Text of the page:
If you are going to have extensive A/D requirements then perhaps you should look into using external A/D converter/multiplexers. Some of these have build in programmable gain stages and many offer more the 10 bits of resolution. The built in Arduino A/D pins are very useful and easy to use, but they are not close to current state of the arts in instrumentation A/D capabilities. The +/- 2 bits of accuracy specification should be looked at closely to see that it will meet the expectations of your application.

Lefty

15116  Forum 2005-2010 (read only) / Interfacing / Re: Powering Arduino with 5V regulated supply on: May 05, 2010, 06:35:42 pm
To power a Arduino board with an external regulated +5vdc, I like to take a old USB cable and hack off the PC end, locate the + & - leads and power the board through the on board USB connector. That way the auto-voltage circuit still functions as designed and you get to utilize the on-board USB thermofuse.

Lefty
15117  Forum 2005-2010 (read only) / Interfacing / Re: selecting a waterpump to use with arduino on: May 04, 2010, 06:10:43 pm
Maybe a junk yard car windshield washer pump would do the job cheap. They should be 12vdc and you could use a relay or logic level mosfet transistor to turn the pump on and off under program control.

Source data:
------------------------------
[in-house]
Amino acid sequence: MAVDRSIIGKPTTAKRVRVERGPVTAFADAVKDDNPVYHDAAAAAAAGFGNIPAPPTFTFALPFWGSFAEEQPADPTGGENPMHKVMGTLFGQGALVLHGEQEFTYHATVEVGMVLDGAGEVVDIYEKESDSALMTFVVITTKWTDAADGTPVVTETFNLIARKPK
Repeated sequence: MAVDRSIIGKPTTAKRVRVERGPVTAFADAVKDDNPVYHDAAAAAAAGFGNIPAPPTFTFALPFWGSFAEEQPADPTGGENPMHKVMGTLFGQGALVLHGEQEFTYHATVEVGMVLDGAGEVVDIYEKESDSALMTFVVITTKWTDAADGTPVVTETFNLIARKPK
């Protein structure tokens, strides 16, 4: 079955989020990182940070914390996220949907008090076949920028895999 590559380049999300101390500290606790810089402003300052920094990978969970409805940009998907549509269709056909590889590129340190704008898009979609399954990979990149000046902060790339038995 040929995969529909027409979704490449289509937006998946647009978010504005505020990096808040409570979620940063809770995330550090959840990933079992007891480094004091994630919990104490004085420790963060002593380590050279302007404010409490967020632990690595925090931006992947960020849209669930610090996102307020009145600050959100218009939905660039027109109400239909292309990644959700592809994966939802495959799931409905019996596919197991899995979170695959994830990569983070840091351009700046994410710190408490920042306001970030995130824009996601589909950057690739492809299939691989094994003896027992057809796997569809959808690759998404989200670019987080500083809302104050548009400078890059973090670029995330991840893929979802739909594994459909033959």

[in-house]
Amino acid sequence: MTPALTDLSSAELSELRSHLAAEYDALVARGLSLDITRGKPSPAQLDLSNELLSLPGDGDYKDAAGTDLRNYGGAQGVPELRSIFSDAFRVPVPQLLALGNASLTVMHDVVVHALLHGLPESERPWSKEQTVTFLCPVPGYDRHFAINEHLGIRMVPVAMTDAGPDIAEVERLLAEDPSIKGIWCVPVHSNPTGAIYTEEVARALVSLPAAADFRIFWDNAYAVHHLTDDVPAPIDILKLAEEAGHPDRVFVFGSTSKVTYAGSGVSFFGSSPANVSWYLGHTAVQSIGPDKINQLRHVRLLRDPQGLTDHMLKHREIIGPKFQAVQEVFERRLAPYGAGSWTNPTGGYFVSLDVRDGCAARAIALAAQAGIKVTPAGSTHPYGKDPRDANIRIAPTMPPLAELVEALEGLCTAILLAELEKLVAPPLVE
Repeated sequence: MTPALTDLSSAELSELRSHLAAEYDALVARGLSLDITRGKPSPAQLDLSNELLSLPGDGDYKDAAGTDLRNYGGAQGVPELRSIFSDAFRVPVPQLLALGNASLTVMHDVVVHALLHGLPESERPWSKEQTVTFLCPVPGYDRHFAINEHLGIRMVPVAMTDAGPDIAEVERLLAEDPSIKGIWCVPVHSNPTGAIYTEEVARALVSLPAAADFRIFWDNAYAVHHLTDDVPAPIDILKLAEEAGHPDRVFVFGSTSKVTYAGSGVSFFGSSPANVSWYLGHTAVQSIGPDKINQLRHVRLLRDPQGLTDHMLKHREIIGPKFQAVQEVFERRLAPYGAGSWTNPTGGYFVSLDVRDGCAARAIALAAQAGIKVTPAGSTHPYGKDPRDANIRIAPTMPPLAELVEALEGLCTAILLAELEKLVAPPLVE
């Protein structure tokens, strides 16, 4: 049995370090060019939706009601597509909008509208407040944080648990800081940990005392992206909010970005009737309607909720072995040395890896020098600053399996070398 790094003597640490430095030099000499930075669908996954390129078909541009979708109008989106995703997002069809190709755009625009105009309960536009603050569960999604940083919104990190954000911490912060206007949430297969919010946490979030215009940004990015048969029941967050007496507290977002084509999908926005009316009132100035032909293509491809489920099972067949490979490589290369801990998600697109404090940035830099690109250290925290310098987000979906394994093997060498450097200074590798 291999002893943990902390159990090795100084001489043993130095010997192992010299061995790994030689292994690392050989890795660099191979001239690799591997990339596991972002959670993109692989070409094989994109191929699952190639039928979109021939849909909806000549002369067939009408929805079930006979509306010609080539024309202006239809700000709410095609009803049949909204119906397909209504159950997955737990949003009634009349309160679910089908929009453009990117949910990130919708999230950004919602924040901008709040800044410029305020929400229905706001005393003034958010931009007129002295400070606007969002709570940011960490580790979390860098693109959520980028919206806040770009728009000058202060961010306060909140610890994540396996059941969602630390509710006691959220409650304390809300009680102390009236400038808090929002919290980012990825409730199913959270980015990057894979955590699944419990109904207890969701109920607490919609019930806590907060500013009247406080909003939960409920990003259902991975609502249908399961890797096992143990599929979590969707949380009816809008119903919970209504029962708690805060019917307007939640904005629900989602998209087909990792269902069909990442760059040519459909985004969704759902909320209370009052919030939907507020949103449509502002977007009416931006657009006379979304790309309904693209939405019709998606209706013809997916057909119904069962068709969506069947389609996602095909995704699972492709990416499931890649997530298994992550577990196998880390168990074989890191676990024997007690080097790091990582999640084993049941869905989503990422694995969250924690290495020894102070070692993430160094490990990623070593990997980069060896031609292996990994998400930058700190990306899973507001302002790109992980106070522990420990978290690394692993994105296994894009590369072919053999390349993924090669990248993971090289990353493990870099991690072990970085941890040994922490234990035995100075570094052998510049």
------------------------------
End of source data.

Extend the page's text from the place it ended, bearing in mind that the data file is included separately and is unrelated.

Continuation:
Lefty

15118  Forum 2005-2010 (read only) / Interfacing / Re: How could I detect this? on: January 09, 2009, 07:14:03 pm
Well looking at a data sheet via google it seems that the flame current used to detect a valid flame is in the microamp range. This means that a lot of amplification would be required to interface with the Arduino. Without internal schematic of the flame detector circuit it would hard to give more more details. Did you anticipate just sticking a new probe into the flame and using independent drive and sensing circuits to detect the flame independently from the existing equipment?
I suspect using independent IR photodetectors mounted in sight tubes to each burner would be much more straight forward.

Lefty
15119  Forum 2005-2010 (read only) / Interfacing / Re: How could I detect this? on: January 09, 2009, 05:52:54 pm
Flame management is a very safety sensitive application. At the refinery I worked at all the control components and equipment used had to meet certain industry fire and safety certifications and that sometimes prevented us from using more general and up to date components and equipment that didn't carry such certifications.

That being the case it's really questionable to give advice and suggestions for 'homebrew' type installations. Home and commercial insurance policies can also be effected. YMMV, but think carefully about this before actually implementing.

Lefty
15120  Forum 2005-2010 (read only) / Interfacing / Re: How do I make a resistive touch switch? on: May 02, 2010, 04:59:36 pm
DVM complexity and cost is mostly due to the number of 'counts' it's internal A/D converter has, not it's number of display characters (display characters are cheap). The most common A/D for DVMs is a 2000 count converter (0-1999). So 'filling in that first character position to a full 9 could require a 10,000 count A/D converter, resulting in a much higher cost instrument.

Lefty